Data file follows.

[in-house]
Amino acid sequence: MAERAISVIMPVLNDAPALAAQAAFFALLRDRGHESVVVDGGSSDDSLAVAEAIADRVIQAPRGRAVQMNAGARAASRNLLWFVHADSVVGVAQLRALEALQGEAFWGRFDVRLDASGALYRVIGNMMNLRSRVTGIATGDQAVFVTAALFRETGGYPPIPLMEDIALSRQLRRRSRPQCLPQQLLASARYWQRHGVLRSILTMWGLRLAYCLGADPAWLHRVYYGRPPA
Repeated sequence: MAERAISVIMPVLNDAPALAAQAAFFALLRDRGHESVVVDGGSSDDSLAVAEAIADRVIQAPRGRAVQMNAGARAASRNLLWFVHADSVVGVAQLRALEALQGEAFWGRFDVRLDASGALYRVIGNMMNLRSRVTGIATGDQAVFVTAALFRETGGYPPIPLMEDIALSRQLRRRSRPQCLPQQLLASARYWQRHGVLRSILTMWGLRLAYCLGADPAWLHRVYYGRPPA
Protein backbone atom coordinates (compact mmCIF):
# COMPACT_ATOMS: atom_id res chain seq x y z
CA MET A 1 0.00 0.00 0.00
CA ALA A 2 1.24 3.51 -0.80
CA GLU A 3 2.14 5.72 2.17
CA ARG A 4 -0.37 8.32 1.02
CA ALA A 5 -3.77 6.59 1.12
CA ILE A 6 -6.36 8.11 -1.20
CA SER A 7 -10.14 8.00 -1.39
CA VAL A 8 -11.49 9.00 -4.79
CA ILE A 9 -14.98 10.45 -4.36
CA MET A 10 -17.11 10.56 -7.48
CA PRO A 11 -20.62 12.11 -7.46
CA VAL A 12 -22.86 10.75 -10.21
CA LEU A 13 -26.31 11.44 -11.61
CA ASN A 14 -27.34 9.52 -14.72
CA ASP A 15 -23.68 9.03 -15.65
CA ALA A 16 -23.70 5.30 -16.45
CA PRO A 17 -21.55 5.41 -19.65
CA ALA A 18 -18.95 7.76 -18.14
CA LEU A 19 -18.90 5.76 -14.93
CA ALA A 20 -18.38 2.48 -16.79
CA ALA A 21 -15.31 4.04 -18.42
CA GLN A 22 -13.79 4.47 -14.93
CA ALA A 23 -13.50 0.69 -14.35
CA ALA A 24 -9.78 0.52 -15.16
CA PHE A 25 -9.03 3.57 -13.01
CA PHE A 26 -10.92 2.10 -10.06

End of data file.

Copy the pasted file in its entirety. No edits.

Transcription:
[in-house]
Amino acid sequence: MAERAISVIMPVLNDAPALAAQAAFFALLRDRGHESVVVDGGSSDDSLAVAEAIADRVIQAPRGRAVQMNAGARAASRNLLWFVHADSVVGVAQLRALEALQGEAFWGRFDVRLDASGALYRVIGNMMNLRSRVTGIATGDQAVFVTAALFRETGGYPPIPLMEDIALSRQLRRRSRPQCLPQQLLASARYWQRHGVLRSILTMWGLRLAYCLGADPAWLHRVYYGRPPA
Repeated sequence: MAERAISVIMPVLNDAPALAAQAAFFALLRDRGHESVVVDGGSSDDSLAVAEAIADRVIQAPRGRAVQMNAGARAASRNLLWFVHADSVVGVAQLRALEALQGEAFWGRFDVRLDASGALYRVIGNMMNLRSRVTGIATGDQAVFVTAALFRETGGYPPIPLMEDIALSRQLRRRSRPQCLPQQLLASARYWQRHGVLRSILTMWGLRLAYCLGADPAWLHRVYYGRPPA
Protein backbone atom coordinates (compact mmCIF):
# COMPACT_ATOMS: atom_id res chain seq x y z
CA MET A 1 0.00 0.00 0.00
CA ALA A 2 1.24 3.51 -0.80
CA GLU A 3 2.14 5.72 2.17
CA ARG A 4 -0.37 8.32 1.02
CA ALA A 5 -3.77 6.59 1.12
CA ILE A 6 -6.36 8.11 -1.20
CA SER A 7 -10.14 8.00 -1.39
CA VAL A 8 -11.49 9.00 -4.79
CA ILE A 9 -14.98 10.45 -4.36
CA MET A 10 -17.11 10.56 -7.48
CA PRO A 11 -20.62 12.11 -7.46
CA VAL A 12 -22.86 10.75 -10.21
CA LEU A 13 -26.31 11.44 -11.61
CA ASN A 14 -27.34 9.52 -14.72
CA ASP A 15 -23.68 9.03 -15.65
CA ALA A 16 -23.70 5.30 -16.45
CA PRO A 17 -21.55 5.41 -19.65
CA ALA A 18 -18.95 7.76 -18.14
CA LEU A 19 -18.90 5.76 -14.93
CA ALA A 20 -18.38 2.48 -16.79
CA ALA A 21 -15.31 4.04 -18.42
CA GLN A 22 -13.79 4.47 -14.93
CA ALA A 23 -13.50 0.69 -14.35
CA ALA A 24 -9.78 0.52 -15.16
CA PHE A 25 -9.03 3.57 -13.01
CA PHE A 26 -10.92 2.10 -10.06